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Mega Millions lottery ticket sales at "fever pitch" in Oklahoma

A man walks past Mega Millions and other lottery displays outside of The Lucky Spot in San Francisco on Thursday. [AP Photo]

A man walks past Mega Millions and other lottery displays outside of The Lucky Spot in San Francisco on Thursday. [AP Photo]

High hopes and dreams of early retirement and travel were on the minds of some Oklahoma City residents Friday as they bought themselves a chance at the $1 billion Mega Millions jackpot.

Just before 10 a.m. Friday, Wardell McGaha, 71, walked into a Shell gas station off Reno Avenue and Classen Boulevard with the hope he'd strike his fortune.

McGaha said he plays the lottery at least once a week and played earlier in the week when the jackpot had soared to nearly $670 million. With no jackpot winners, McGaha was back Friday.

“I couldn't tell you, I don't know,” McGaha said when asked about what he would do with the money if he won. After thinking about it for a few moments, he said a new house and a car would probably be on the agenda.

Aiss Ar, a cashier at the gas station, said as the number rises, so does business. On Thursday, the store sold about 1,100 tickets for the lottery, he said. But he's never seen lines out the door of his store like he often sees on television news reports when jackpots skyrocket.

Jay Finks, spokesman for the Oklahoma Lottery Commission, said lottery ticket sales are reaching a “fever pitch” across the state because of the historic Mega Millions jackpot combined with a sizeable Powerball jackpot.

In a typical week, the state sees an average of about $400,000 in ticket sales for Mega Millions, he said. By 3 p.m. Friday, the state had seen more than $3 million in ticket sales for Mega Millions this week.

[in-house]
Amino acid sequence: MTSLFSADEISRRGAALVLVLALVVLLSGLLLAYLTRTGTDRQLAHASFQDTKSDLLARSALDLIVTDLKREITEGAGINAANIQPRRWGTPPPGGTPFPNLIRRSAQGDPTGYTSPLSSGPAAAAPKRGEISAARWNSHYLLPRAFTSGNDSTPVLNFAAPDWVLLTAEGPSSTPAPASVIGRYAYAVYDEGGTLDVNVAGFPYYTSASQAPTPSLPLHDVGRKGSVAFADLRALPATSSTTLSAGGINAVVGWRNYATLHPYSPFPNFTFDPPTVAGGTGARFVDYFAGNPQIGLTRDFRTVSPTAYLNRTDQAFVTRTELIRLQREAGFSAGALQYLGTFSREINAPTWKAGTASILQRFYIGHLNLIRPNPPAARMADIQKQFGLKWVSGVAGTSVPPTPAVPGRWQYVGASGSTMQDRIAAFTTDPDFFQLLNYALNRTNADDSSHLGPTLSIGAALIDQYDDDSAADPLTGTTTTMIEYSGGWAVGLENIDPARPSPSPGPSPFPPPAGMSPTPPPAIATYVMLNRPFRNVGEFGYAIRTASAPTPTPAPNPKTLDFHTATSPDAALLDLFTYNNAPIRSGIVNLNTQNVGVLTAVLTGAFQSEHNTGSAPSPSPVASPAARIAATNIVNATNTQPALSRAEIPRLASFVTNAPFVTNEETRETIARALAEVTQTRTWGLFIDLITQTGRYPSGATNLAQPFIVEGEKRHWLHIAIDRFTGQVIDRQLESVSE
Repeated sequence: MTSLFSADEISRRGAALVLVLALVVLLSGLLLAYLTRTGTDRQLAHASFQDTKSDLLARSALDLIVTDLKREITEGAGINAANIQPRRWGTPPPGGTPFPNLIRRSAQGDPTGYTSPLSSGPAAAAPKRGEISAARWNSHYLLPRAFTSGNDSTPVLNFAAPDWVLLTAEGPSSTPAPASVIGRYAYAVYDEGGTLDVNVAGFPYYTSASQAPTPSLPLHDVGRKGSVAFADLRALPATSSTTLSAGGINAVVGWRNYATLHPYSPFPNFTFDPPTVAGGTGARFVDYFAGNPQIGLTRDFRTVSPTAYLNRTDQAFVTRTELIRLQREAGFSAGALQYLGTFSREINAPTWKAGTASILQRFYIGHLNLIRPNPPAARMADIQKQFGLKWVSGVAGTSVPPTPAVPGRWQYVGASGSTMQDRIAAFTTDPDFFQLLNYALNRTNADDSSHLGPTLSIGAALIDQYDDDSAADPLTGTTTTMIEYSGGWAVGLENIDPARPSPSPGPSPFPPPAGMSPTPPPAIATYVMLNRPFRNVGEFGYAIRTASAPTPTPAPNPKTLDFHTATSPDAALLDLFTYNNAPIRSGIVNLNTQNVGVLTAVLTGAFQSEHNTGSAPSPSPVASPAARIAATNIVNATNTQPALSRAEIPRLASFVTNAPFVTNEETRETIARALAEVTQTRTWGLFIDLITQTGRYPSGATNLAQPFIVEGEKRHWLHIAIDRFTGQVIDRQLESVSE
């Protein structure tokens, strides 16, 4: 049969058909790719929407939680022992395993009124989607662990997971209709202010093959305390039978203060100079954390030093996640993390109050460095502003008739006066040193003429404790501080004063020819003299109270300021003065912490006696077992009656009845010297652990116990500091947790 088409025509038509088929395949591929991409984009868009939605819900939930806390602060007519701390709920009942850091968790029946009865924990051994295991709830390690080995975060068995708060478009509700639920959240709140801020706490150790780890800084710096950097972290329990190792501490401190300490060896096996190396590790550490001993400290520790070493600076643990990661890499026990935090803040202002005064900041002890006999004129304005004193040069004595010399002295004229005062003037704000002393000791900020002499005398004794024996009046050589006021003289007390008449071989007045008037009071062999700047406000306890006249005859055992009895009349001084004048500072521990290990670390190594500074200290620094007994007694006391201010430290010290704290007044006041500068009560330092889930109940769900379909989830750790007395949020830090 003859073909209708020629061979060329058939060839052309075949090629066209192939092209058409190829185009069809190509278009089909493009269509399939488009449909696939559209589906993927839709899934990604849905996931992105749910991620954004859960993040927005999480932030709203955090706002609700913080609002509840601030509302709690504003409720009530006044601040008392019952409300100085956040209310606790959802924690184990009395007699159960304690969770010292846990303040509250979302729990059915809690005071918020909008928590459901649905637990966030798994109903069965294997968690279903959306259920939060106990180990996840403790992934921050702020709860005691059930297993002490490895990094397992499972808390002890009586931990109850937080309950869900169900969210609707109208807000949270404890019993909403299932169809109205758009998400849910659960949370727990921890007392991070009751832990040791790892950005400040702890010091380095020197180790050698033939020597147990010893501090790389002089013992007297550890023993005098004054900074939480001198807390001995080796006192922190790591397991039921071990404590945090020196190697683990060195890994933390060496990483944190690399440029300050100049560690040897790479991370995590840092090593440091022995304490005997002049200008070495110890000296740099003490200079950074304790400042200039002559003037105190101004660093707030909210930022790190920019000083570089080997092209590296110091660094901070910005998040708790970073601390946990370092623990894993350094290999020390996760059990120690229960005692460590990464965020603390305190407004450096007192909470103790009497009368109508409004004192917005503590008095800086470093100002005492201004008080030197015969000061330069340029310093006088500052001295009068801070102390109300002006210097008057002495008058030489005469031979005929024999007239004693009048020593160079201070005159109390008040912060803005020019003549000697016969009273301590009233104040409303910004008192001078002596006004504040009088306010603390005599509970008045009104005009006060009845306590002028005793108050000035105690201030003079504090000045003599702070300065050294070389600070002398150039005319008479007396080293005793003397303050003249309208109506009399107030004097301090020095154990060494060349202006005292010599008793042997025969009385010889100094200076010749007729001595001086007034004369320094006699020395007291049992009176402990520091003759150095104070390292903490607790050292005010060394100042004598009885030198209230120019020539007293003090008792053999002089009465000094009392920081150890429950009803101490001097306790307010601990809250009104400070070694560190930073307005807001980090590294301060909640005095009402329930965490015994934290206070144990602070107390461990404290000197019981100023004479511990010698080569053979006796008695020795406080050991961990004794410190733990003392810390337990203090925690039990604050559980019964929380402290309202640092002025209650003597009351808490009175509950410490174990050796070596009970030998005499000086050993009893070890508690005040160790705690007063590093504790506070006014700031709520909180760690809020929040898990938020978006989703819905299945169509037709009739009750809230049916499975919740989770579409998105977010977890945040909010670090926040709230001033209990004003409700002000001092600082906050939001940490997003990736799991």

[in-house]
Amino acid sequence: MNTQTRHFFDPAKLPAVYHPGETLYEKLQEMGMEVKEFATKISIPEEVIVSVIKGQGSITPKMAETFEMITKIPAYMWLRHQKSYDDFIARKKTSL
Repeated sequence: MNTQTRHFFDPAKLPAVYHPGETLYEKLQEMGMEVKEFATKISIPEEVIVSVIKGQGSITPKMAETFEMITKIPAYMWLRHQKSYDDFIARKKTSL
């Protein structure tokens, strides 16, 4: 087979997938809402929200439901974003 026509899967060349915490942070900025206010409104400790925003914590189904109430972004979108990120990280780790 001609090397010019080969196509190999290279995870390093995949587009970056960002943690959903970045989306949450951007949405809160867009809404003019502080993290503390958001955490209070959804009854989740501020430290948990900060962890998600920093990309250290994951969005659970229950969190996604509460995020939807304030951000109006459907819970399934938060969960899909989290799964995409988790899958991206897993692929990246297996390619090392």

Finks said there tends to be a strong uptick in ticket sales once the jackpot crosses the $400 million threshold. People who don't regularly play the lottery begin buying tickets, and office workers begin forming pools, he said. Because proceeds from the state lottery go toward education, those increased sales mean more revenue for Oklahoma schools, Finks said.

At the Down Town Plaza convenience store near Broadway Avenue and NW 10, store manager Mobi said lottery tickets are a big seller.

“Whenever the jackpot crosses $400 or $500 million, our sales are usually double or triple,” he said. Normal lottery sales might reach only $500 before a drawing.

He said most of lottery ticket buyers are local office workers who pool their money together and usually buy the tickets after they get off work.

One such customer, who didn't want to be named, came to the store just after noon to purchase 192 tickets.

The man, who works in the construction industry, said 22 of the company's 24 employees pooled their money together for the big jackpot. He said it was only the second time in about two years they had made a mass purchase.

As for what would happen if they won, he said it would probably shut down the business.

"I'm sure people would call in rich, and it would be tough because we have to service our customers," he said. "It would be a challenge, but I'm willing to take it."

If he won, he said he didn't see any big purchases on the horizon. Just the opportunity to travel more with his wife.

At another gas station on Classen Boulevard and NW 31, Richie Cook, 54, of Tuttle, took his lunch break along with a couple of co-workers to buy a few tickets.

Without hesitation, Cook said the first thing he would do if he won was retire. An accountant in the city, Cook said he rarely plays, maybe once every year or two.

He said he hadn't given much thought to what else he would do with the money. Traveling with his wife would take priority, then maybe a couple of new cars.

When asked if had a winning grin planned, he said he hadn't thought of how he would react if he won.

“I haven't practiced it yet," he said, with a laugh. "I need to do that."

Silas Allen

Silas Allen is a news reporter for The Oklahoman. He is a Missouri native and a 2008 graduate of the University of Missouri. Read more ›

Josh Wallace

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